Metered-dose inhalers are a common device among patients with lung diseases, including chronic obstructive pulmonary disease (COPD), but users may be doing it wrong and limiting the medication’s effectiveness by getting only half the medication they need, according to two studies from Rice University.
One study, “Factors Determining In Vitro Lung Deposition Of Albuterol Aerosol Delivered By Ventolin Metered-Dose Inhaler,” was published in the Journal of Aerosol Medicine and Pulmonary Drug Delivery. The other, “Measuring Competence In Metered Dose Inhaler Use Using Capmedic Electronic Inhaler Monitoring Tool,” was published in the journal Chest.
The studies resulted from a collaboration between Rice research teams led by Ashutosh Sabharwal, a professor of electrical and computer engineering, and pulmonologist Nick Hanania. The teams sought to identify common errors associated with metered-dose inhalers and how they change the amount of medicine reaching patients’ lungs.
“Metered-dose inhalers are used every day by people with asthma, COPD and other chronic lung diseases, and the vast majority of the time — between 70 and 90 percent — patients make mistakes that keep some of the medicine from making it to their lungs,” Sabharwal said in a news release. “While inhalers are the most efficient delivery mechanism for many patients, these devices require deft maneuvers on the part of patients. The common errors are well-known, but fixing them continues to be a challenge.”
Hanania said clinicians have know for years that many patients don’t use their inhalers correctly.
“In the best case, a puff from an inhaler results in about 40 percent of the medicine reaching the lungs,” he said. “In the worst case, if someone does everything wrong, that drops to 7 percent. We know the two extremes, but the vast majority of everyday use falls somewhere in the middle. In this study, we have been able to objectively measure the errors, and, using new technology, learn about their impact on drug delivery to the lungs.”
Researchers assessed how patients used the inhalers, then built mathematical models of inhalation patterns. They reviewed how physicians and therapists evaluate inhaler use, and also created an artificial “throat” to mimic how patients use inhalers.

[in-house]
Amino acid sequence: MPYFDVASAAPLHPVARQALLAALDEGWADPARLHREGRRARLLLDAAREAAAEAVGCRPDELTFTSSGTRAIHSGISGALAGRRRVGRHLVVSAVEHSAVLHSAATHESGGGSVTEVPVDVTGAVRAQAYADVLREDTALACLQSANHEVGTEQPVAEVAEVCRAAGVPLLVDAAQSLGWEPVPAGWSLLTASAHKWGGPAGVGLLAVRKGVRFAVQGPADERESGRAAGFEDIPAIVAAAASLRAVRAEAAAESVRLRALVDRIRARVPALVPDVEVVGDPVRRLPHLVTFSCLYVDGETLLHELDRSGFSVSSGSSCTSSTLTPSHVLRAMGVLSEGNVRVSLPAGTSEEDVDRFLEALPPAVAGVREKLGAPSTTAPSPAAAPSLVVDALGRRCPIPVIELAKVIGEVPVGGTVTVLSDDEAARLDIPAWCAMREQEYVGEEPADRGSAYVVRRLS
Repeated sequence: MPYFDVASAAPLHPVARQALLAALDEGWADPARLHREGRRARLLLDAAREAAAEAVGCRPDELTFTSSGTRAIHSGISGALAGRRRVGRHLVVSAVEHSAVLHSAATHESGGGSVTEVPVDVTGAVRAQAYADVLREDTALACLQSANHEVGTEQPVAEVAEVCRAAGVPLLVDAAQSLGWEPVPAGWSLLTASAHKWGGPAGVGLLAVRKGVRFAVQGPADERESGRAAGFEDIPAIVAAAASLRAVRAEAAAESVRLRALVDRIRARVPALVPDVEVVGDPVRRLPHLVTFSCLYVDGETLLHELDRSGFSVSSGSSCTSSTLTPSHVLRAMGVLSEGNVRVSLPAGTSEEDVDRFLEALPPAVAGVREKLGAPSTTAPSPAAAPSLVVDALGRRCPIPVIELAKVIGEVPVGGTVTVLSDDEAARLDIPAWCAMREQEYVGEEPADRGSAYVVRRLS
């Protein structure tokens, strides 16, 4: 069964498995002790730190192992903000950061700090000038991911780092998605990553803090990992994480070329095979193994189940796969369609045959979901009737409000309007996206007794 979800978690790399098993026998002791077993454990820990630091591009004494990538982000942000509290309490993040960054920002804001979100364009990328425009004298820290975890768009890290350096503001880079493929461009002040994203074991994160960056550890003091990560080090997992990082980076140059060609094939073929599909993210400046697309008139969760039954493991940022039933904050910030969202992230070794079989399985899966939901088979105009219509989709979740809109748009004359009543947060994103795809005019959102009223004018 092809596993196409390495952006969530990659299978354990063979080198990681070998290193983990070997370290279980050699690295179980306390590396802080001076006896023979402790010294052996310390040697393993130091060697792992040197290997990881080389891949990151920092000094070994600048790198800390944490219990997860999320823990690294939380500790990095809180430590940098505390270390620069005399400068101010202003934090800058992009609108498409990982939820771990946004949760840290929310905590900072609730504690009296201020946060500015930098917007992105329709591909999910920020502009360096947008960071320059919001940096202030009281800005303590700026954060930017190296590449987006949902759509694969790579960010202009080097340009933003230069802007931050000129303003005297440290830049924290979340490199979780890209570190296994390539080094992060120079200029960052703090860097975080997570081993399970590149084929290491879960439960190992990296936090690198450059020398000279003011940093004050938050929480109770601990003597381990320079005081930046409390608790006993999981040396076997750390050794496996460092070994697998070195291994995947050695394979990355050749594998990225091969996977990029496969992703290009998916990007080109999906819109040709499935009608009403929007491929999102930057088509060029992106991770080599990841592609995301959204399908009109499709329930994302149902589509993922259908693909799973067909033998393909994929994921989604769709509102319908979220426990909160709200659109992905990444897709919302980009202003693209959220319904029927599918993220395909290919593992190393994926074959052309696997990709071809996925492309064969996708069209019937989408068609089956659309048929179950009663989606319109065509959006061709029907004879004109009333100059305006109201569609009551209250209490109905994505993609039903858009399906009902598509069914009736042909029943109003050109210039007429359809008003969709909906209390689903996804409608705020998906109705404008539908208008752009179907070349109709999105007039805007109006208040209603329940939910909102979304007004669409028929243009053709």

The use of an inhaler requires precision, timing and coordination, and even the tiniest variation can significantly change the amount of medication inhaled.
In the second study, which involved 23 patients with asthma or COPD, researchers identified at least one mistake in each patient. According to researchers, inhalers should be shaken for a few seconds before each puff, which is something many patients forget to do.
Also, the angle at which the inhaler is held influences its use, as small deviations may cause the medication to stick to the tongue or mouth. After each puff, patients need to hold their breath for 10 seconds to let the medication travel to their lungs.
The artificial “throat” helped simulate the flow, duration and force used during different behaviors of inhalation. Using this machine, researchers were able to measure how much medicine made it to the lungs according to the different scenarios in which patients make common mistakes.
“The thing that matters the most is coordination,” said Rajoshi Biswas, author of the two studies. “It’s vital to start breathing just before or at the exact same time the inhaler is activated. A delay of just a half second between pressing the inhaler and breathing in was enough to limit lung deposition to about 20 percent — about half of what a patient would get in the ideal case.”
For instance, when the machine inhaled before the inhaler was activated, only 35 percent of the medication reached the lungs.
“In this situation, where timing is coordinated, the determining factor for lung deposition is the flow rate,” Biswas said. “Based on our findings, the ideal scenario is to inhale deeply at higher flow rates for about three seconds to fully inhale, and to activate the inhaler about a half second after starting to inhale. This helps ensure the medication clears the mouth-throat cavity and reaches the lungs.”
Of note, the results found in these studies do not agree with the current Global Initiative for Asthma Inhaler Use Guidelines.
“The propellant used in inhalers has changed in recent years, and the current guidelines were developed based on studies of the old inhalers,” Biswas said. “Our findings, coupled with the recent changes in inhaler propellants, suggest it is time to revisit these guidelines.”
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